First Book of Nature

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Contributor Company, 1888 - 265 Seiten
 

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Seite 238 - If the stars should appear one night in a thousand years, how would men believe and adore; and preserve for many generations the remembrance of the city of God which had been shown! But every night come out these envoys of beauty, and light the universe with their admonishing smile.
Seite 205 - ... so hard as never to betray the touch or moulder away beneath the steel ; and so admirably crystallized and of such permanent elements, that no rains dissolve it, no time changes it, no atmosphere decomposes it ; once shaped, it is shaped forever, unless subjected to actual violence or attrition.
Seite 182 - My heart is awed within me when I think Of the great miracle that still goes on, In silence, round me, — the perpetual work Of thy creation, finished, yet renewed Forever.
Seite 256 - He telleth the number of the stars, and calleth them all by their names.
Seite 238 - O ! who can lift above a careless look, While such bright scenes as these his thoughts engage, And doubt, while reading from so fair a book, That God's own finger traced the glowing page, Or deem the radiance of yon blue expanse, With all its starry hosts, the careless work of Chance?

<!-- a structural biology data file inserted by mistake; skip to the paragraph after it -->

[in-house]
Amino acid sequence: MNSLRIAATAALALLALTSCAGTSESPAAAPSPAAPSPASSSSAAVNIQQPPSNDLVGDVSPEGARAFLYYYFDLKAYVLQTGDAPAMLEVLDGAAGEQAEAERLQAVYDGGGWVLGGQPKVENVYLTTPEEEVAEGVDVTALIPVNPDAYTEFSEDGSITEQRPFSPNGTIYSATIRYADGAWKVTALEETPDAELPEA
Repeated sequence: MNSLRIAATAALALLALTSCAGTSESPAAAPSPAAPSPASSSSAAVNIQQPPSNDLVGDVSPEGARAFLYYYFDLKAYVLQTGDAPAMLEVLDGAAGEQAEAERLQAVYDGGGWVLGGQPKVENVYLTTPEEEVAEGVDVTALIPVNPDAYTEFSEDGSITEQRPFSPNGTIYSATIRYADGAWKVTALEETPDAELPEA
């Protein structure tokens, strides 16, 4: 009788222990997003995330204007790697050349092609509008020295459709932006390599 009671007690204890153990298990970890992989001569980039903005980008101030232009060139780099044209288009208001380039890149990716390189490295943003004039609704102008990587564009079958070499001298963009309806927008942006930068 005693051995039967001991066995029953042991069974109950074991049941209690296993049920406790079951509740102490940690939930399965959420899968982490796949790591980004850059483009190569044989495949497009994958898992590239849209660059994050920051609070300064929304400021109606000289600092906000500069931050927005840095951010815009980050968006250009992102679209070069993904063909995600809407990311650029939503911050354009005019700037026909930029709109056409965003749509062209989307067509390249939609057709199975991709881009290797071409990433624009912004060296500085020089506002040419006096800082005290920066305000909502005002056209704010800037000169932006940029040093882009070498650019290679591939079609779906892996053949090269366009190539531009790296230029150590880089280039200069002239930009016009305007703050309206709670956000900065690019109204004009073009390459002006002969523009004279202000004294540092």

Seite 232 - ... from the records of time. Kings and conquerors have marched at the head of armies across continents, and piled up aggregates of human suffering and experience to the heavens, and all the physical traces of their march have totally disappeared; but the solitary biped which stalked along the margins of a New England inlet before the human race was born, pressed footprints in the soft and shifting sand which the rising and sinking of the continent could not wipe out.
Seite 130 - He that loveth silver shall not be satisfied with silver; nor he that loveth abundance with increase: this is also vanity.
Seite 95 - Rot him on board, he broke off about three feet of the ship's bulwarks by a single lash of his tremendous tail. This was then cut off by the boatswain with a hatchet, while a dozen of us with bowie-knives finished him. We found in his stomach six large snakes, two empty quart bottles, two...
Seite 228 - The crust of our earth is a great cemetery where the rocks are tombstones on which the buried dead have written their own epitaphs.
Seite 205 - It is neither hard nor brittle, nor flaky, nor splintery, but uniform and delicately, yet not ignobly soft — exactly soft enough to allow the sculptor to work it without force, and trace on it the finest lines of finished form...

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